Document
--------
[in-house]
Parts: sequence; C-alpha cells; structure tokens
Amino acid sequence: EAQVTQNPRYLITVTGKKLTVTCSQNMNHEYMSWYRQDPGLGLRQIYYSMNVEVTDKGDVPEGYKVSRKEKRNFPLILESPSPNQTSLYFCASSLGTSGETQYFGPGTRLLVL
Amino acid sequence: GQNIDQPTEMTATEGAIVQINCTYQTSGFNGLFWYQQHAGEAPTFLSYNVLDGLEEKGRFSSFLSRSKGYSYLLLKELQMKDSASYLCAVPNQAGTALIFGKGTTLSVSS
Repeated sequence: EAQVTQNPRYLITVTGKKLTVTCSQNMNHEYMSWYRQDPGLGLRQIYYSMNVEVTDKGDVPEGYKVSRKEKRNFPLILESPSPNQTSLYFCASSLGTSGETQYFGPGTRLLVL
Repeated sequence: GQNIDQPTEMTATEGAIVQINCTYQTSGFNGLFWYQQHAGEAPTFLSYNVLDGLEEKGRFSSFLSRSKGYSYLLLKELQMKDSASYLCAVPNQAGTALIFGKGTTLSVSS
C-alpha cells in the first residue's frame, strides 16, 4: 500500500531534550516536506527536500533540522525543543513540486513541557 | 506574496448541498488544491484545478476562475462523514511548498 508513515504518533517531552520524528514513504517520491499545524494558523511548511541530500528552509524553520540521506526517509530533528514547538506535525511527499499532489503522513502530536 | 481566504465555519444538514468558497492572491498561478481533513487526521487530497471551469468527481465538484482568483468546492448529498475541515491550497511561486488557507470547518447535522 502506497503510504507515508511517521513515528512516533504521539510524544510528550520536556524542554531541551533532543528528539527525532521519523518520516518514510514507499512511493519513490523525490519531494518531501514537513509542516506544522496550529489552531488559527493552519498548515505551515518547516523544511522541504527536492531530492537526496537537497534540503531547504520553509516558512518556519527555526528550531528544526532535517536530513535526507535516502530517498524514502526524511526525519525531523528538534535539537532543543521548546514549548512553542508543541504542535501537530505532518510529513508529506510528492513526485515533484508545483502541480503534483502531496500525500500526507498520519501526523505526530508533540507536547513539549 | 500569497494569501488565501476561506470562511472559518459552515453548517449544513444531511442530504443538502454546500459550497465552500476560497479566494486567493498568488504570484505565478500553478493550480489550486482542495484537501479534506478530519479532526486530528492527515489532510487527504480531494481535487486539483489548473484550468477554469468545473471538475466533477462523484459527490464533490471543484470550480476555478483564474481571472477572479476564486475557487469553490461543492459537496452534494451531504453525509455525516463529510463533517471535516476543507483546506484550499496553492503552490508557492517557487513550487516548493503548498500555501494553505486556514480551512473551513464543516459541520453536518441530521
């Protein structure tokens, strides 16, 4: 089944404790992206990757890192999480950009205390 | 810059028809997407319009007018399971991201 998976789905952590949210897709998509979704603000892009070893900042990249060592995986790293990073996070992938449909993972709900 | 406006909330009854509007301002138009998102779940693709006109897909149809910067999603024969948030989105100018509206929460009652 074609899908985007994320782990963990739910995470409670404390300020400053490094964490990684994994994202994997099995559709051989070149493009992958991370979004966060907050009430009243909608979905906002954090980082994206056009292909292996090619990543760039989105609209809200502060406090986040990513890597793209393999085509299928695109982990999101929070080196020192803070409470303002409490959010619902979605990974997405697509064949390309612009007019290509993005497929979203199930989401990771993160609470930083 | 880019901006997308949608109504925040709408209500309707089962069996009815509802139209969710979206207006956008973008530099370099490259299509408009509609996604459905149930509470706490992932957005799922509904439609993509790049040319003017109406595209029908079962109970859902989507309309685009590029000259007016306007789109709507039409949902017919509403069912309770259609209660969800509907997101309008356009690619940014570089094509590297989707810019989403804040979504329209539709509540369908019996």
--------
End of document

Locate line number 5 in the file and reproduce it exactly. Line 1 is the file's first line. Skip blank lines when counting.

Repeated sequence: EAQVTQNPRYLITVTGKKLTVTCSQNMNHEYMSWYRQDPGLGLRQIYYSMNVEVTDKGDVPEGYKVSRKEKRNFPLILESPSPNQTSLYFCASSLGTSGETQYFGPGTRLLVL